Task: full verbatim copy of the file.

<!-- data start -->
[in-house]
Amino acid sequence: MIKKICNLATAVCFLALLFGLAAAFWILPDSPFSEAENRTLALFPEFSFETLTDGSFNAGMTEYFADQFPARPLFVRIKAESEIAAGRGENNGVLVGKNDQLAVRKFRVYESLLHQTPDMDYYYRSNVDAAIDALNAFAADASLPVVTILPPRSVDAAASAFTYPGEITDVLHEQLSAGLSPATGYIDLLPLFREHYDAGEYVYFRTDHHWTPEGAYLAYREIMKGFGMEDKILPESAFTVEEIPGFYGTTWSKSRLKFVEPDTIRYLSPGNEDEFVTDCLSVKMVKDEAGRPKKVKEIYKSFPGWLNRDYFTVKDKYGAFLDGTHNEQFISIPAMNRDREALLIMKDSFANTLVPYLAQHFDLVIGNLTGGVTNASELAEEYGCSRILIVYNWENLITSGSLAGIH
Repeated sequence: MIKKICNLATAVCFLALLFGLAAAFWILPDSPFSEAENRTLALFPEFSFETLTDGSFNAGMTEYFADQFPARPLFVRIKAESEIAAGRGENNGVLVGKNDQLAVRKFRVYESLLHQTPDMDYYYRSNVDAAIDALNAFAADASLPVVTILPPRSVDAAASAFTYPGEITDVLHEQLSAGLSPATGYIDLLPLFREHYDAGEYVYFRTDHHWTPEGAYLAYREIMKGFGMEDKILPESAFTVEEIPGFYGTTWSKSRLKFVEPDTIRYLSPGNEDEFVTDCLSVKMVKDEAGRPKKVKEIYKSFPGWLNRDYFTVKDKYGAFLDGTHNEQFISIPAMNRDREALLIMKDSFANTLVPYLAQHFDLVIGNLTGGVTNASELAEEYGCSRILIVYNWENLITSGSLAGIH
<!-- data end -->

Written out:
[in-house]
Amino acid sequence: MIKKICNLATAVCFLALLFGLAAAFWILPDSPFSEAENRTLALFPEFSFETLTDGSFNAGMTEYFADQFPARPLFVRIKAESEIAAGRGENNGVLVGKNDQLAVRKFRVYESLLHQTPDMDYYYRSNVDAAIDALNAFAADASLPVVTILPPRSVDAAASAFTYPGEITDVLHEQLSAGLSPATGYIDLLPLFREHYDAGEYVYFRTDHHWTPEGAYLAYREIMKGFGMEDKILPESAFTVEEIPGFYGTTWSKSRLKFVEPDTIRYLSPGNEDEFVTDCLSVKMVKDEAGRPKKVKEIYKSFPGWLNRDYFTVKDKYGAFLDGTHNEQFISIPAMNRDREALLIMKDSFANTLVPYLAQHFDLVIGNLTGGVTNASELAEEYGCSRILIVYNWENLITSGSLAGIH
Repeated sequence: MIKKICNLATAVCFLALLFGLAAAFWILPDSPFSEAENRTLALFPEFSFETLTDGSFNAGMTEYFADQFPARPLFVRIKAESEIAAGRGENNGVLVGKNDQLAVRKFRVYESLLHQTPDMDYYYRSNVDAAIDALNAFAADASLPVVTILPPRSVDAAASAFTYPGEITDVLHEQLSAGLSPATGYIDLLPLFREHYDAGEYVYFRTDHHWTPEGAYLAYREIMKGFGMEDKILPESAFTVEEIPGFYGTTWSKSRLKFVEPDTIRYLSPGNEDEFVTDCLSVKMVKDEAGRPKKVKEIYKSFPGWLNRDYFTVKDKYGAFLDGTHNEQFISIPAMNRDREALLIMKDSFANTLVPYLAQHFDLVIGNLTGGVTNASELAEEYGCSRILIVYNWENLITSGSLAGIH